Home Mental Health & Well-Being How Burnout Is Affecting Our Mental Health and How to Manage It

How Burnout Is Affecting Our Mental Health and How to Manage It

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While the country continues to battle the COVID-19 pandemic, there’s another epidemic that’s plaguing UK home workers: stress.

According to a report from HSE, a massive 828,000 people suffered from work-related stress, depression, or anxiety in 2020. And with an overwhelming workload cited as the main cause of burnout by respondents, it’s clear that during the lockdown, we’ve had more work than ever, not less. 

That stress has had a direct impact on our work lives, too. In 2020, 17.9 million working days were lost to work-related stress, depression, or anxiety. It’s a vicious cycle: the more days we lose to stress, the more our colleagues have to cover, increasing their workload. 

But there is a way out of this predicament.

Andrew Cooke, strategic director at co-working and workspace provider Bruntwood Works, says: ‘The problem with working from home is that it becomes almost impossible for us to separate our work lives from our personal time. The key to escaping the stress that builds up during the day is being able to draw that line: by implementing some best practices to keep your workday from invading your downtime. That way, staff can prevent burnout and be more productive in the day-to-day.’

The good news is that breaking the cycle starts with some small changes in your daily habits. Bruntwood Works teamed up with experts at Push Doctor to find out how you can truly unwind from work when you’re stuck at home.

Create a separate workspace

One of the biggest challenges with working from home is trying to relax in the same space where you work.

Dr Tom Micklewright, associate medical director at Push Doctor, says: ‘The first step is to try to create a clear separation between home and work. If you have a room you can use exclusively for work, that’s perfect. 

‘If not, though, you can still create the illusion of a separate space. Using a desk tidy, plants, and even your favourite music to temporarily create a distinct “workspace” can all help, especially if you clear them away at the end of the workday.’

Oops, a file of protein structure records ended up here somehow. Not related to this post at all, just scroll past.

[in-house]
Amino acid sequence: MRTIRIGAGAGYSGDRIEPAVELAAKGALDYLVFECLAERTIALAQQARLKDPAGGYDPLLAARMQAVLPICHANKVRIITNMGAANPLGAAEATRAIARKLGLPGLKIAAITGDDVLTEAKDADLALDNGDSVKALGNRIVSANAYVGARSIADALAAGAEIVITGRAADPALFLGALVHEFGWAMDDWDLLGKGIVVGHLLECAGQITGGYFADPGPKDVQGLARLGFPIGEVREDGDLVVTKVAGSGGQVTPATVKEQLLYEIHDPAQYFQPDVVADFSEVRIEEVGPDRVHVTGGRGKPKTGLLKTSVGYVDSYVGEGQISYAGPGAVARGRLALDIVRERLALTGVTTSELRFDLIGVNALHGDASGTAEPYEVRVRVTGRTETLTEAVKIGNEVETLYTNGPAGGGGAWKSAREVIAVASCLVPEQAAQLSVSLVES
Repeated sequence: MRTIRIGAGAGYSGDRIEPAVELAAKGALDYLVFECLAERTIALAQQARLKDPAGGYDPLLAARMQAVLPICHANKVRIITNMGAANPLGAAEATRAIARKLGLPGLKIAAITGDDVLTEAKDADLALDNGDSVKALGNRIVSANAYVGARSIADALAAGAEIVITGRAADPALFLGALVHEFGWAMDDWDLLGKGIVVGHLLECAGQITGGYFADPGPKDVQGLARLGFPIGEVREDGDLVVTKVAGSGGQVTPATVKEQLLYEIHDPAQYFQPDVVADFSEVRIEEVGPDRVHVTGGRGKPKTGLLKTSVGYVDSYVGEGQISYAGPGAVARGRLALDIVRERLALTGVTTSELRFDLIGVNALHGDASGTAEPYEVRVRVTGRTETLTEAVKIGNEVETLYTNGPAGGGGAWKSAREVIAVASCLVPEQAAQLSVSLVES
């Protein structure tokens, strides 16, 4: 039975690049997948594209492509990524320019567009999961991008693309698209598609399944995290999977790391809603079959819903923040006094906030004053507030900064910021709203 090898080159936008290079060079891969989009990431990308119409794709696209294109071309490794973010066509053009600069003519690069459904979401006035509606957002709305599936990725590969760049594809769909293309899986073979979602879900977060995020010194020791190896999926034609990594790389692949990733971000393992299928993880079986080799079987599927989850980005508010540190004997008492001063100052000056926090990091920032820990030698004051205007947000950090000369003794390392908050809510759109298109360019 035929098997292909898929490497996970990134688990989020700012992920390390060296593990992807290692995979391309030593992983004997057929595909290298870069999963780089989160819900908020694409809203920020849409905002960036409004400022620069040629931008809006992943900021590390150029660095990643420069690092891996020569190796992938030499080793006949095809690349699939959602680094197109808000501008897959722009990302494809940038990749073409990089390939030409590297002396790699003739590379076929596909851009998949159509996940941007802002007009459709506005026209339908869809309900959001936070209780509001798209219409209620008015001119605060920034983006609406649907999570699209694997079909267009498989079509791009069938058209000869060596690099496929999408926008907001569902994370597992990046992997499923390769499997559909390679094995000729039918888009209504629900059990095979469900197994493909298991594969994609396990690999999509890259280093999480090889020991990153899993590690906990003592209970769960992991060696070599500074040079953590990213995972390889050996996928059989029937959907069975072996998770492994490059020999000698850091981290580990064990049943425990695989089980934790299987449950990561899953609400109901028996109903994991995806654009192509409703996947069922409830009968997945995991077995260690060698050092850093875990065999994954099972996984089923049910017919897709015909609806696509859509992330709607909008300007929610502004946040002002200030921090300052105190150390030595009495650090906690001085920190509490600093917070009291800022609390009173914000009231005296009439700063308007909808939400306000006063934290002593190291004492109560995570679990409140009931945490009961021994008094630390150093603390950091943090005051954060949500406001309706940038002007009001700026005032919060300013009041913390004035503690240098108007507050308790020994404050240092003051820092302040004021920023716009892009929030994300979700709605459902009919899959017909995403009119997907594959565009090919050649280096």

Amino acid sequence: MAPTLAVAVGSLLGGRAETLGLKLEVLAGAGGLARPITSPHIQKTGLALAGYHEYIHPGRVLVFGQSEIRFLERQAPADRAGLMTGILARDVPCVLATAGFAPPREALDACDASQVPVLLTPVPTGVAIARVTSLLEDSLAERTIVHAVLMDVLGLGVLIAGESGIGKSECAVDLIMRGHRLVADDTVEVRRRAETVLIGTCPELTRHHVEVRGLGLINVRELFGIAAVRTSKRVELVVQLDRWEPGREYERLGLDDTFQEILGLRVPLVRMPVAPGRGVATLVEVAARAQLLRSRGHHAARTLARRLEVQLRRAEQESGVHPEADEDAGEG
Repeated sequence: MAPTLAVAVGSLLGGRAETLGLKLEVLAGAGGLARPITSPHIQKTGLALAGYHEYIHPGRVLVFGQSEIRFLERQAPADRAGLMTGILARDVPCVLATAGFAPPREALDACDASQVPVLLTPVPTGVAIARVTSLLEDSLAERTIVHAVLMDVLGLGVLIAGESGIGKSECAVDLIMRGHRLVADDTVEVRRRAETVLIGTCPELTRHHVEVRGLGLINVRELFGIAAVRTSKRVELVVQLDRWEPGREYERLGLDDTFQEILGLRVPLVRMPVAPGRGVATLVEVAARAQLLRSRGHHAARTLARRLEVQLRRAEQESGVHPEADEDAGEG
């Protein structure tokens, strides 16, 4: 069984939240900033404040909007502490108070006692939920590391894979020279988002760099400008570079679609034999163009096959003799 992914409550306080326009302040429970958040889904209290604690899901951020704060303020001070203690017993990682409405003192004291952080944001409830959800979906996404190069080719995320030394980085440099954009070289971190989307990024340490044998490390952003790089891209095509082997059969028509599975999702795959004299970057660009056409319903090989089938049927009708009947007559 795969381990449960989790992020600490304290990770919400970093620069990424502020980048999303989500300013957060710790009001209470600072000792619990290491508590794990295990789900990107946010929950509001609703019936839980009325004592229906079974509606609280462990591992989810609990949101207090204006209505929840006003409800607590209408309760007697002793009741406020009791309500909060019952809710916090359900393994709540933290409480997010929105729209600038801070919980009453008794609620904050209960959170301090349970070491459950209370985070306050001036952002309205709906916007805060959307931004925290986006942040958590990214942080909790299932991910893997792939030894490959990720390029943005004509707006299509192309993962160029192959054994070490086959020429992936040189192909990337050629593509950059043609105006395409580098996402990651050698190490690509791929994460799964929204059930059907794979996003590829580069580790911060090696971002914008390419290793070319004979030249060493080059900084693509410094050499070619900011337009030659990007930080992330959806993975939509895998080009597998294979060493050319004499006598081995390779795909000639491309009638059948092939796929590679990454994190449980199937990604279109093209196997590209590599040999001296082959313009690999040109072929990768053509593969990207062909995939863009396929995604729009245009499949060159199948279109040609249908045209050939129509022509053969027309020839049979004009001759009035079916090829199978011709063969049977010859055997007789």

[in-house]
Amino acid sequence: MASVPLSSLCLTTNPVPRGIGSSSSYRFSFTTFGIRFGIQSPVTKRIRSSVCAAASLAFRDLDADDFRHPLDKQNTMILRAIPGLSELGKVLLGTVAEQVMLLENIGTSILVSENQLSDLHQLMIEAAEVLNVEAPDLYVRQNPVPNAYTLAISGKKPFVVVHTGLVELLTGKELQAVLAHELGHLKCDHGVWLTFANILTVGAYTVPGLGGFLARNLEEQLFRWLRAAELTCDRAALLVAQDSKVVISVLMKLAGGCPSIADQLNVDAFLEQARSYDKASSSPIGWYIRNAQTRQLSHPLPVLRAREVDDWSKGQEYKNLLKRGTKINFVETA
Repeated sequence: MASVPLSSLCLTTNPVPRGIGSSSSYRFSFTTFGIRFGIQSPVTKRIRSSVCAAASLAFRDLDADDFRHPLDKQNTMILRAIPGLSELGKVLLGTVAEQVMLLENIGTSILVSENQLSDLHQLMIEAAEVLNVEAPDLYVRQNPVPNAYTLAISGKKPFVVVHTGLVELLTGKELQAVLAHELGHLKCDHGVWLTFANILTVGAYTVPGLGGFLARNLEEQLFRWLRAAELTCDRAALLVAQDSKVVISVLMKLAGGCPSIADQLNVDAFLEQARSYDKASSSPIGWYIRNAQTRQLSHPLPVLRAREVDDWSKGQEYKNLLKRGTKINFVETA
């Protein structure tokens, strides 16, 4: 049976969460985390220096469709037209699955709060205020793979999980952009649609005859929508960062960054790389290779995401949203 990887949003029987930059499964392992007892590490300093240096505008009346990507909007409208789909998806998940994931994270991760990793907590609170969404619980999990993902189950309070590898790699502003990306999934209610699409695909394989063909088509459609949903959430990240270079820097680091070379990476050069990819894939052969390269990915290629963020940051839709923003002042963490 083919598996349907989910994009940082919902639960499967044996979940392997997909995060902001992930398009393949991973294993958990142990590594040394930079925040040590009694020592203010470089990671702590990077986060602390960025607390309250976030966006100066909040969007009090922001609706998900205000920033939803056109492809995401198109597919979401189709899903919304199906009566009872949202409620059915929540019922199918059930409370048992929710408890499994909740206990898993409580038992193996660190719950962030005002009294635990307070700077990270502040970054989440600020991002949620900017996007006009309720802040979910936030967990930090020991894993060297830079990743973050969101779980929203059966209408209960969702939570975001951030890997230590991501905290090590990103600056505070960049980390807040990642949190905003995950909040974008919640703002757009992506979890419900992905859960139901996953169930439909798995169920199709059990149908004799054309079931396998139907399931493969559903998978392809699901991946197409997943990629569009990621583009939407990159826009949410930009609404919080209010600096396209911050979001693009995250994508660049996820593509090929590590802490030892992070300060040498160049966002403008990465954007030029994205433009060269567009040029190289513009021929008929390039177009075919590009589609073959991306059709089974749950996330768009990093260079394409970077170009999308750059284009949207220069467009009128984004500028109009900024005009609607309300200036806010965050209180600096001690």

Get out of the house

While staying at home is the reality for many of us at the moment, that doesn’t mean you can’t leave the house altogether. 

Dr Micklewright says: ‘When we’re working from home, it’s easy to spend several hours sitting in one position, but remember to get up and move often. Keeping your body active and breathing fresh air will keep you energised to help you through your day.’

One of the best ways to ensure you do stay active is to bake it into your daily calendar. Dr Mickelwright recommends scheduling ‘multiple short work breaks throughout the day, including a lunchtime walk. The combination of exercise, sunlight, and time away from your screen will help bring perspective and a boost to your mental health.’

Make plans in the evening

It sounds odd to suggest making plans in the middle of the pandemic. However, after-work plans have always been a lifesaver when it comes to preventing burnout. 

While you may not be able to go to the pub with friends, you can arrange a video call at 6pm. Alternatively, you could start an online group that regularly meets in the evening every week, perhaps a book club or a regular quiz. 

Having plans means you have a reason to down tools. It also gives you something to look forward to throughout the day, adding some much-needed perspective to just how important that project you’re working on really is in the grand scheme of things.

Do a digital detox

Staring at our screens all day isn’t good for us. The constant overload of information can follow us even when we’re trying to relax on the sofa in the evening, be it ‘doomscrolling’ through your newsfeed or the endless notifications that pull us back into our work inbox.

Dr Micklewright warns: ‘Numerous studies have shown a correlation between social media use and mental health, with heavier users being more likely to feel depressed, stressed, or anxious.’

In the evenings switch off work-related notifications on your phone. He says: ‘Just setting times of the day, days of the week, or places in the house where digital devices are not allowed can help restore some balance.’

Keep your body well-fuelled

The body is like a car: without the right fuel in the tank, it’ll soon run out of momentum and come to a screeching halt. 

To avoid burnout, Dr Micklewright asserts that: ‘It’s essential to look after your physical health. Eating nutritious, balanced meals and prioritising seven to eight hours of sleep every night will have a beneficial effect on your mind too.’

A sleep routine is about more than when you go to bed. It includes habitual prompts that tell your brain it’s time to switch off. For a lot of people, reading a book for the last hour of the day helps slow down their minds.

Be kind, unwind

One of the most important lessons that working from home has taught us is that unwinding from work doesn’t happen by default. Instead, we need habits and behaviours in place that untangle us from the messy web of emails and half-finished projects that otherwise keep us awake at night.

By being disciplined with these habits, UK workers can not only prevent burnout but also enjoy a productivity boost when they are in work mode. You’ll quickly discover that you actually can balance work and life – and feel much happier for it.

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